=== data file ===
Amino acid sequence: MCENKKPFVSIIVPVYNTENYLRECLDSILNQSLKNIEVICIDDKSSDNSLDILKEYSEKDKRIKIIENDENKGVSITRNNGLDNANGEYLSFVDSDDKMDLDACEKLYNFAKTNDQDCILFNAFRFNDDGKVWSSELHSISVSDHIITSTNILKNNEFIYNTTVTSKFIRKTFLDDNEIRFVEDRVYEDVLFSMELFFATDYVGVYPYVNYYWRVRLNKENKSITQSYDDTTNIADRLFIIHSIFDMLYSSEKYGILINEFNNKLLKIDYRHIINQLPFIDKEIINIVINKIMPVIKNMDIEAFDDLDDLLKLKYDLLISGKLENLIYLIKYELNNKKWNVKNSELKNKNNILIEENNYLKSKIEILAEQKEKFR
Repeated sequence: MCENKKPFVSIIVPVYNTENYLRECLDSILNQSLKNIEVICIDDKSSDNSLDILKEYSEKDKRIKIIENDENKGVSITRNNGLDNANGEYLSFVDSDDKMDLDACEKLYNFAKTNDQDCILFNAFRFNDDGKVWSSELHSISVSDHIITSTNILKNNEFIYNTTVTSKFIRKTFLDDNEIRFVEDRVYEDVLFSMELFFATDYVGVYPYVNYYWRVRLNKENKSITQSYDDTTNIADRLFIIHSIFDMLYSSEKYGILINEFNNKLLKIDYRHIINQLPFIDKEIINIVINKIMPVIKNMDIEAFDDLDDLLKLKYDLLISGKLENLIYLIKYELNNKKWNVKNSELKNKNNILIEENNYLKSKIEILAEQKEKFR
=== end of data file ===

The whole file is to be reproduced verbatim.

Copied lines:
Amino acid sequence: MCENKKPFVSIIVPVYNTENYLRECLDSILNQSLKNIEVICIDDKSSDNSLDILKEYSEKDKRIKIIENDENKGVSITRNNGLDNANGEYLSFVDSDDKMDLDACEKLYNFAKTNDQDCILFNAFRFNDDGKVWSSELHSISVSDHIITSTNILKNNEFIYNTTVTSKFIRKTFLDDNEIRFVEDRVYEDVLFSMELFFATDYVGVYPYVNYYWRVRLNKENKSITQSYDDTTNIADRLFIIHSIFDMLYSSEKYGILINEFNNKLLKIDYRHIINQLPFIDKEIINIVINKIMPVIKNMDIEAFDDLDDLLKLKYDLLISGKLENLIYLIKYELNNKKWNVKNSELKNKNNILIEENNYLKSKIEILAEQKEKFR
Repeated sequence: MCENKKPFVSIIVPVYNTENYLRECLDSILNQSLKNIEVICIDDKSSDNSLDILKEYSEKDKRIKIIENDENKGVSITRNNGLDNANGEYLSFVDSDDKMDLDACEKLYNFAKTNDQDCILFNAFRFNDDGKVWSSELHSISVSDHIITSTNILKNNEFIYNTTVTSKFIRKTFLDDNEIRFVEDRVYEDVLFSMELFFATDYVGVYPYVNYYWRVRLNKENKSITQSYDDTTNIADRLFIIHSIFDMLYSSEKYGILINEFNNKLLKIDYRHIINQLPFIDKEIINIVINKIMPVIKNMDIEAFDDLDDLLKLKYDLLISGKLENLIYLIKYELNNKKWNVKNSELKNKNNILIEENNYLKSKIEILAEQKEKFR